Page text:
I agree with Mr Schaafsma's submission - Rule 63 Reply - that the purpose of behind the provisions of Rule 63(1) is of an evidentiary nature.
Rule 63's requirements are, however, not a one way street. Rule 63(2) also requires the authentication of documents executed within the republic for use outside the republic.
It is also important to note that, on 30 April 1995, the Republic of South Africa became a member to the Hague Convention. The Hague Convention effectively streamlined the process of authenticating documents for use in member countries, but still retained certain requirements for the authentication of documents intended for use in other member states. The abolishment of Rule 63 alone will thus not bring much relief with regard to the authentication of trans-border documents. We will still be bound, by virtue of international law, to the provisions of the Hague Convention.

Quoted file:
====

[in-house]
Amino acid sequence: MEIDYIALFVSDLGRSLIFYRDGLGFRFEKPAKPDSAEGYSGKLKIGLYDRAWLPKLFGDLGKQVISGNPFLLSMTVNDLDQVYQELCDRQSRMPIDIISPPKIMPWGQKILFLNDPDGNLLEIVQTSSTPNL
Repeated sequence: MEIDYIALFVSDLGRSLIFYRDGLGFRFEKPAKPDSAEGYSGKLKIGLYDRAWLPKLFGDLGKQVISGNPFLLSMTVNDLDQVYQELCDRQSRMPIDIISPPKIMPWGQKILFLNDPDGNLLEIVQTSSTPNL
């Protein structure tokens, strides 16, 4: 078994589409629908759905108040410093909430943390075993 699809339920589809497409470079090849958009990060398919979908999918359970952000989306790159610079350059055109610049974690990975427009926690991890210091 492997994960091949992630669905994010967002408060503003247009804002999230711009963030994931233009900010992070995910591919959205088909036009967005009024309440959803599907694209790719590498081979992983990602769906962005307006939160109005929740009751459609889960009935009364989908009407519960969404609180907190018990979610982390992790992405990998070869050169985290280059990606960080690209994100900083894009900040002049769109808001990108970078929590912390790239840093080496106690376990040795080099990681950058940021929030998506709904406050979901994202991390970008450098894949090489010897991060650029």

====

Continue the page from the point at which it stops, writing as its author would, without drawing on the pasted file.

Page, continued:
It seems to me that Rule 63(3) might not just be a South African legal principle, but a legal principle or rule incorporated in most legal systems throughout the world. One can speculate that the principle is seated in a historical mistrust, between states, of each other's legal and administrative principles.
Nonetheless we as a profession should not seek to further limit the exclusivity of our profession, but rather promote and protect the small amount of functions still exclusive to the office of attorney, conveyancer or notary.
De Klerk Vermaak & Partners Inc.